What Schools Need to Know and Do

In order to move from preparing some of their students for college to preparing all students, schools must develop a college-going culture. College-going culture refers to the environment, attitudes, and practices in schools and communities that encourage students and their families to obtain the information, tools, and perspective to enhance access to and success in post-secondary education.

The University of Minnesota created two excellent resources for school leaders. Minnesota Principals Academy is an executive development program for principals designed to help them lead schools to high
performance. Ramp-Up to Readiness™ is designed to help schools and organizations create a school-wide college going culture.

The following school-wide strategies and structures are essential to creating a college-going culture:

  1. Mission and Vision: Preparing all students for postsecondary success must be one of the school’s primary objectives. The goal should be explicitly stated in the school’s mission statement and/or its annual improvement plans.
  2. Leadership Structure: Either through the school’s regular leadership team or another vehicle, there is an ongoing forum where administrators, counselors, teachers, parents and other key members of the school community come together to guide college readiness efforts.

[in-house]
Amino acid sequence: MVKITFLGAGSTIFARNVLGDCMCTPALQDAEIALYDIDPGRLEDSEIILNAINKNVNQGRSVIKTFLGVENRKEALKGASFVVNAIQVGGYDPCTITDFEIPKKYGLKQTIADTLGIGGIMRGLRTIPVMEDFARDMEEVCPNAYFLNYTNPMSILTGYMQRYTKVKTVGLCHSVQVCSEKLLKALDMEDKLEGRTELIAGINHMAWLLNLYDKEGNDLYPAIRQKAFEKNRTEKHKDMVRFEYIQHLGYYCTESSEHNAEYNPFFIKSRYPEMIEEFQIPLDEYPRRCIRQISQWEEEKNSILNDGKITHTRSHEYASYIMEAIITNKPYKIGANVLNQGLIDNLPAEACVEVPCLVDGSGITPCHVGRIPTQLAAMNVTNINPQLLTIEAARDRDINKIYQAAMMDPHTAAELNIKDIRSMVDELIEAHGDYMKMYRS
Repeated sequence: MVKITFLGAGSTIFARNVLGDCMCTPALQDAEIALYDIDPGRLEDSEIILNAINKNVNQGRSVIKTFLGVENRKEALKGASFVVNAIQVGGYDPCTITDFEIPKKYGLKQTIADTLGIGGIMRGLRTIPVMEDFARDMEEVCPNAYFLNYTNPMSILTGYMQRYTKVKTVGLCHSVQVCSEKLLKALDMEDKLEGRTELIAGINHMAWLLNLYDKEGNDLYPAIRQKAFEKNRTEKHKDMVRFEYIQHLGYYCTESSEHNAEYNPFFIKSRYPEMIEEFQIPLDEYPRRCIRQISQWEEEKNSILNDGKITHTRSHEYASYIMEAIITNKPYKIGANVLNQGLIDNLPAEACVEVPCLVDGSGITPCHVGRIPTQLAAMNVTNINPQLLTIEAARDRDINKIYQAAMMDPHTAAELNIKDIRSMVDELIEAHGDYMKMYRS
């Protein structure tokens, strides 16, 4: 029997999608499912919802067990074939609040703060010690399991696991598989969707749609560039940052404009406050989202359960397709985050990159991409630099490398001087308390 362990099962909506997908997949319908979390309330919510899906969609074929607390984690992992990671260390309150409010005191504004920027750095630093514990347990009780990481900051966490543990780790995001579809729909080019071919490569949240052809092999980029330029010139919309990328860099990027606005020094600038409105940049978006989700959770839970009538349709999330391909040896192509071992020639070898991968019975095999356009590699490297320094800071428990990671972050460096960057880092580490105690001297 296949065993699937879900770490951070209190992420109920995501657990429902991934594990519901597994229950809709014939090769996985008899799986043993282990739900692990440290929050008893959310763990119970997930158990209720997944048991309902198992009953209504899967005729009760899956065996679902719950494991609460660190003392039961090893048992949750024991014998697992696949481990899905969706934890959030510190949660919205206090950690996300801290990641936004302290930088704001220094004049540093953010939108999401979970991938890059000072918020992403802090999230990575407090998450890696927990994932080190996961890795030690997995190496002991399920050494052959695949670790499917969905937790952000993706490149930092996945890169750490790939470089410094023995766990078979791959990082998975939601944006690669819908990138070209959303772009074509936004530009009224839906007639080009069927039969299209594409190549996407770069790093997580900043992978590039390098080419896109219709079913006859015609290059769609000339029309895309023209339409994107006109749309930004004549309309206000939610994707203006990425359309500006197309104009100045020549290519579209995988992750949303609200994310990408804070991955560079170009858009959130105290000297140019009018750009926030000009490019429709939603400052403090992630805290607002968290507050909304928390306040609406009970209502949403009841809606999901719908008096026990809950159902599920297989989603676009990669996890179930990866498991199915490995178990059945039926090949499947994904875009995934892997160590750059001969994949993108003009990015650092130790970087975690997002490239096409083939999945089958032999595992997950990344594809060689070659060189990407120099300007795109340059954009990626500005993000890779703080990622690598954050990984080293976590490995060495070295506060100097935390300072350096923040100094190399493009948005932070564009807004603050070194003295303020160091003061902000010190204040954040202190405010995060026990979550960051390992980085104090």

3. Student Pathways: The school should either have completed or be working toward the elimination of any academic “low roads” that do not ask students to master the knowledge and skills needed for postsecondary.
  4. Opportunities for Acceleration: The school provides students with the opportunity to enroll in a significant number of advanced courses.
  5. Safety Nets: The school has in place strategies and structures for students who are struggling with social and emotional skills or academics.
  6. Partnerships: The school should have a partnership with at least one postsecondary institution through which both organizations work to improve student readiness for education after high school.
  7. Indicators: The school tracks relevant measures of its efforts to prepare students for postsecondary success, such as the number and percentage of students who…
    • Take dual-credit courses such as AP, IB, PSEO, College-in-the-Schools and other options,
    • Score at the “college ready” level or above on the ACT exam or other assessments that measure college readiness,
    • Have completed the FAFSA financial aid form,
    • Apply to a postsecondary institution,
    • Are admitted to a postsecondary institution,
    • Take remedial courses at a postsecondary institution,
    • Return to a postsecondary institution for the second year
  8. Time for Professional Development and Planning: The school allocates a meaningful amount of time to build the capacity of staff to implement high-quality college readiness initiatives, and to learn about college and career readiness on an ongoing basis.
  9. Senior Year: The school is committed to ensure that none of its students embrace the “senior slump” that deeply damages readiness for postsecondary education.